Today's post is inspired by a presentation I attended at the Northeast Home Health Leadership Summit last month in Boston. The speaker was Dr. Randall S. Moore, CEO of American Telecare Inc. Randall's company makes Telehealth equipment, but he caught my ear when he said, and repeated, that he doesn't believe Telehealth should be reimbursed. As you'll read in the post below, it's not his vision that his company shouldn't make money. Instead he challenged the participants to think differently about how to get paid. If, for example, Telehealth can be proven to reduce the cost of hospitalizations and lower the cost of care for an individual or class of individuals, wouldn't the people paying the big bills be willing to pay a much smaller amount for the Telehealth system and for the home health agency who monitors it in exchange for the savings? Of course they would, but our healthcare fee-for-service system doesn't reward or encourage such behavior, so in many cases it doesn't get done. Dr. Moore gives us a recipe for getting it done, which we share a glimpse of here.
Dr. Moore began his presentation by citing a few great books and authors, both of which have been reviewed on this blog. The first was Clayton Christensen's The Innovator's Prescription, which was Ankota's book of the year in 2009. The other was George Halvorson's Healthcare Won't Reform Itself. Note also that a video of Kaiser Chief George Halvorson is available here. But he moved quickly to his formula for reform without permission, by first listing some ingredients:
- Deliver a compelling return: (Dr. Moore asked for a volunteer to buy a $20 bill for $15 - there was skepticism at first but who wouldn't take that deal?)
- Solve a critical problem / Address a Top Priority (this will grab attention)
- Realize that a new outcome will require a new process (Expecting a different outcome from the same process is insanity)
- Make things better by making them easier - not harder
- Explain your improvements in monetary terms. (improving quality is nice, but saving money fosters buy-in)
These aren't the easiest ingredients to get ahold of, instead they require teams (which bridge the traditional silos of healthcare) to work together and they require genuine ingenuity in the healthcare delivery process. To draw an analogy, the success of the iPod isn't because Apple made a better or cheaper MP3 player than everyone else, but rather it's because they reinvented the music delivery process so that you can get a song for $1 and the record companies and artists can get their share of the profit. If Apple can do it, so can we, and in fact we can deliver much more value and savings than the iPod, so why not.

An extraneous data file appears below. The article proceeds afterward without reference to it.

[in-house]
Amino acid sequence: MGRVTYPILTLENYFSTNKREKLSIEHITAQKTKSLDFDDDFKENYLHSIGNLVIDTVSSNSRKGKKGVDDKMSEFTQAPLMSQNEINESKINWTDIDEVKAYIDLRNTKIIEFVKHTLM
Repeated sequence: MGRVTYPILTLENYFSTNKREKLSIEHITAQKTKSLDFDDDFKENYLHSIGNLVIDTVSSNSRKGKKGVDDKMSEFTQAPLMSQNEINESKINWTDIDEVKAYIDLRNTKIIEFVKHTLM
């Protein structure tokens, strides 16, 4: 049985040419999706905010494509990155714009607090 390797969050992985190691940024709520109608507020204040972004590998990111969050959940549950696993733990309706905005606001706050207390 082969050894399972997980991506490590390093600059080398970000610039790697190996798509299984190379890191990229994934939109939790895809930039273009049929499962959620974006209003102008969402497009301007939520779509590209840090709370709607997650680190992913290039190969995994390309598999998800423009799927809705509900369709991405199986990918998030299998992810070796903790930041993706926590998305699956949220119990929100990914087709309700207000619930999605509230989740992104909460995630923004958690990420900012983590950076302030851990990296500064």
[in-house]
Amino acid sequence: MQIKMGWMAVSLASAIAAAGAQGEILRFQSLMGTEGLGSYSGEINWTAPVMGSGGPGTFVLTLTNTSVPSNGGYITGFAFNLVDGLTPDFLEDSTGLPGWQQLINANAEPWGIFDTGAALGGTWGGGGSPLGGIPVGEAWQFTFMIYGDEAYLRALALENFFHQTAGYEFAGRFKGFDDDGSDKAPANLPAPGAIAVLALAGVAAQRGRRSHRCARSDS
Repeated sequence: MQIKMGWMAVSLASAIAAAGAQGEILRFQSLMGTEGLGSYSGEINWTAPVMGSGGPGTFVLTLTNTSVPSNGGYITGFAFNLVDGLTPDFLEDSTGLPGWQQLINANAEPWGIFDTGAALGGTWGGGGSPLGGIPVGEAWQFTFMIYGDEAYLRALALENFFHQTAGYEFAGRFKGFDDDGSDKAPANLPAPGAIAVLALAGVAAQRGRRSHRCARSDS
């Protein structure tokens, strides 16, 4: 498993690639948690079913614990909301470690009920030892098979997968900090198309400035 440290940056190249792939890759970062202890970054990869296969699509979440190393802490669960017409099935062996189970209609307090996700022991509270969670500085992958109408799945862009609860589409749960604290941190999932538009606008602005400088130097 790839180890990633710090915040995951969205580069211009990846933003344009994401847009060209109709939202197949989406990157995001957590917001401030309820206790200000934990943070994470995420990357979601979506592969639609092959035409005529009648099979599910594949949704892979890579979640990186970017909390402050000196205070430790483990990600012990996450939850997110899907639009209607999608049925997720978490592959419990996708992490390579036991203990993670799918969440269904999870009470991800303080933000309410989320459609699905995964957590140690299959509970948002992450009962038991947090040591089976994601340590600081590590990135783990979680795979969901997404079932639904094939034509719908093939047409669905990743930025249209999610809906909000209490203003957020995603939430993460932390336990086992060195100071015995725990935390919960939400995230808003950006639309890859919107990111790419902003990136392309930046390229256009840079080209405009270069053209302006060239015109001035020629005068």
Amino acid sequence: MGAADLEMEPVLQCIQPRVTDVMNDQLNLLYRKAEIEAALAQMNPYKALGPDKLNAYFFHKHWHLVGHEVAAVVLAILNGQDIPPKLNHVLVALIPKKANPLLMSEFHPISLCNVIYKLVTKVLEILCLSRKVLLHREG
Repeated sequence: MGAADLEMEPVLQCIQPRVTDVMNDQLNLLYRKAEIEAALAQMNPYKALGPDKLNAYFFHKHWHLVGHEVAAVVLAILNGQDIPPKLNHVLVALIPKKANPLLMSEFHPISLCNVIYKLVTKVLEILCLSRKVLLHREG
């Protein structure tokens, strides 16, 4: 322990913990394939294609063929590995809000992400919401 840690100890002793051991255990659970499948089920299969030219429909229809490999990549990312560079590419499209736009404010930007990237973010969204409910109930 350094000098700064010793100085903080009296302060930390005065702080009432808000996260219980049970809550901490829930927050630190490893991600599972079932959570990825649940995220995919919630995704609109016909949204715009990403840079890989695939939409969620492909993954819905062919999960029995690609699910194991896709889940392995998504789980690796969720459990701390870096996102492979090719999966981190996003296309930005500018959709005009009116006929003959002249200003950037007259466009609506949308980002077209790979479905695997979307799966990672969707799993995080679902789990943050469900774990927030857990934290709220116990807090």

How can home care save money, let me count the ways:
- A hospital day costs $1,800
- A skilled nursing facility day costs $500
Whereas home care has the "value menu" for under $100:
- A home telehealth day (equipment and nursing) costs $20
- A home health aide for 4 hours costs $76
- Home infusion costs $90
- Home Dialysis costs $90
- The cost of an avoided readmission is $0 (free)
- and the value to the patient of a day outside the hospital is priceless
Given that healthcare reform is not going to happen overnight, let's start reforming it ourselves.
Ankota is very interested in helping agencies to redefine the delivery of care. If you are having trouble getting your software to support the new models of care you seek to deliver, please contact us and give us a chance to help out. For Ankota's white paper on transitional care, click here or contact Ankota.